Custom Cold_Air_Intake. Opinions?

Andrei Rinea

Veteran Member
Joined
Jan 21, 2002
Location
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VW Tiguan 4Motion 2.0 TDI 170HP (engine CBBB)
Reading many pages on cone filters, CAIs, hydrolocking, need for cold air, MAF killing by oily foam filters etc. etc. etc. I have come up with an ideea for a "CAI" :

Using stock airbox (paper filter is good enough since it is used on VR6 engines and filters finer) I would install a 5 inch plastic hose from the lower bumper grill to the airbox snorkel but not connect the snorkel with this hose. See picture below:



Why this setup:

1.Uses paper filter: better filtering (in terms of fine filtering)
2.Is hydrolock proof. Supposing a water splash onto the hose at high speed the water might be sucked into the hose but it will not go in the paper filter since the hose and snorkel are not connected
3.IT IS CHEAP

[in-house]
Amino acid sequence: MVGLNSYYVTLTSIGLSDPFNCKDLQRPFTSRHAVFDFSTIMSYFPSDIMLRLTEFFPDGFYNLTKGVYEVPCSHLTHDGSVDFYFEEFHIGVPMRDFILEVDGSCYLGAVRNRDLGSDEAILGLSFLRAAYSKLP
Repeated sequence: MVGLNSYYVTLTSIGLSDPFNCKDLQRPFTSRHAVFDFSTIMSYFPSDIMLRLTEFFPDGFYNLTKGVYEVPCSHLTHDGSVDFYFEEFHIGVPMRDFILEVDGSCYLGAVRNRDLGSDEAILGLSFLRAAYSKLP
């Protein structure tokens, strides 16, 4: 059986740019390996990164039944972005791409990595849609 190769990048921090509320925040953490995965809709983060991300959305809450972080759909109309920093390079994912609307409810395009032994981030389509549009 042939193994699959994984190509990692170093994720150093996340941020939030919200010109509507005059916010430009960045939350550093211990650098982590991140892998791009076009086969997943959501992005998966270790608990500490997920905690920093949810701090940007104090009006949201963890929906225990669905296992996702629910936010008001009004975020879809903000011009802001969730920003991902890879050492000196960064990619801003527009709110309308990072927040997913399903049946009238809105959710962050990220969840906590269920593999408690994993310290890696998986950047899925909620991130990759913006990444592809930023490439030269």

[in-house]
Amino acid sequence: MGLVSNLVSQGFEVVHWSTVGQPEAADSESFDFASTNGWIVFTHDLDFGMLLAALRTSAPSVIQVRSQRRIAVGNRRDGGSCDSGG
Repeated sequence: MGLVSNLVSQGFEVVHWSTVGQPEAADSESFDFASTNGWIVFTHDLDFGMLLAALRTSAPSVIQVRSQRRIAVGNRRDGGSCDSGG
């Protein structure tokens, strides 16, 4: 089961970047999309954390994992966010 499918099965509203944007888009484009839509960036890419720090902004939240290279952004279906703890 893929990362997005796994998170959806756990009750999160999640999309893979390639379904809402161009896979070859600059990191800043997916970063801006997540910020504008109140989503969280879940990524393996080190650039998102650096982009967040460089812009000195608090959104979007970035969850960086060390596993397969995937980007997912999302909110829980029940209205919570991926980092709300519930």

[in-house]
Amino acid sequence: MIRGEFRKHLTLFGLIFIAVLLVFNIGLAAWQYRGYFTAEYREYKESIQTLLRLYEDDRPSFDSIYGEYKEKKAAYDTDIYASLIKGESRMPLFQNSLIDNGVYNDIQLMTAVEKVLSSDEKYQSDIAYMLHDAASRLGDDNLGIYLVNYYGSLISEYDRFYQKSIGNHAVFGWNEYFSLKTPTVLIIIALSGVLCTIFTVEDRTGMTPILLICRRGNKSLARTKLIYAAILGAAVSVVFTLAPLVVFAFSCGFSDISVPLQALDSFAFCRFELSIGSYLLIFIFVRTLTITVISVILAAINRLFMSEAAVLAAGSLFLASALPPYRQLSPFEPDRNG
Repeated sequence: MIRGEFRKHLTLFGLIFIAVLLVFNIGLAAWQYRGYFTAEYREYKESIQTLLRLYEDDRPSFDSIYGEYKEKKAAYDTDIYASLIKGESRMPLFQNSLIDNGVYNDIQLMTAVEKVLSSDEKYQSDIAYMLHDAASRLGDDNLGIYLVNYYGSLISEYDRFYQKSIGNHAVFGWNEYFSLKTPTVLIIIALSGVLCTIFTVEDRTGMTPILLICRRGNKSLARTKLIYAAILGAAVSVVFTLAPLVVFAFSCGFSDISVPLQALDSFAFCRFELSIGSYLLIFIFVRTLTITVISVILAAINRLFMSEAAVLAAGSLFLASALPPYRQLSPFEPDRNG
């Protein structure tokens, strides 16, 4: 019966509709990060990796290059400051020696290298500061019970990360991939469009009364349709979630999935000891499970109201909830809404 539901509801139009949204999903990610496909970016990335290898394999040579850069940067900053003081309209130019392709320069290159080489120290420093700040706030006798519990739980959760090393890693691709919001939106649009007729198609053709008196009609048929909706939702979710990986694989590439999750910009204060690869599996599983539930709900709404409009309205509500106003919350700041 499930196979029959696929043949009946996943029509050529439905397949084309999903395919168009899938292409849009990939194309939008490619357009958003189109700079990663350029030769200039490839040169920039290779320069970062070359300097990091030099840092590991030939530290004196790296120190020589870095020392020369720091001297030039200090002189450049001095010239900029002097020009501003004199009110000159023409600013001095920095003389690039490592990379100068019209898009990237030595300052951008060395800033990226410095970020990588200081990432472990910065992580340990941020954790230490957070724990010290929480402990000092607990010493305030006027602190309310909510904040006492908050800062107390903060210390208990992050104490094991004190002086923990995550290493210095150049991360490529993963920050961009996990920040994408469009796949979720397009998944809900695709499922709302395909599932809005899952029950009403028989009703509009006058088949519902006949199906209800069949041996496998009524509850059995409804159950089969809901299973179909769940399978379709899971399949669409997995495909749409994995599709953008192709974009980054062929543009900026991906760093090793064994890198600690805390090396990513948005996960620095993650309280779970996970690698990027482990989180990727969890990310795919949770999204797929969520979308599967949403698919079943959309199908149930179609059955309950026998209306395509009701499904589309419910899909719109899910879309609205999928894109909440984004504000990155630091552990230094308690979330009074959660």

4.The cold air is driven very near to the snorkel (may ricochet from the wing) so there should be some efficiency to it.


Now there would be some problem to it... Andi TDI (also member here, on TDICLUB) told me that such improvizations might not be good since on heavy rains and/or splashes from other cars could somehow drive water near/on the paper filter (?can it in this setup?) causing it to get wet and possibly break... ouch..




QUESTION:

What do you think of this ideea of mine? Is it inefficient? Is it good? Is it worth it? Is it exposed to dangers?
 

nicklockard

Torque Dorque
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Location
Arizona
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2010 Touareg Tdi w/factory Tow PCKG
What kind of car do you drive?

On my A4 Jetta, it comes from the factory with essentially a cold-air intake system engineered in: the cold air enters the system from just above the radiator grill (a natural high-pressure zone) turns right 90 degrees so that leaves/bugs/debris/water splash fall out of the airstream, goes through the 'snowscreen' which also filters out some of this larger debris, then goes to the paper element filter airbox.

All in all, it seems awfully hard to improve on the A4's air intake system. It accomplishes all of the goals of an expensive aftermarket well-designed system. It does not seem to offer much restriction to the intake. From what I've read, an intake pipe like the OMI is one good cost-effective way to clear up restriction (after the turbo: high pressure region of intake.)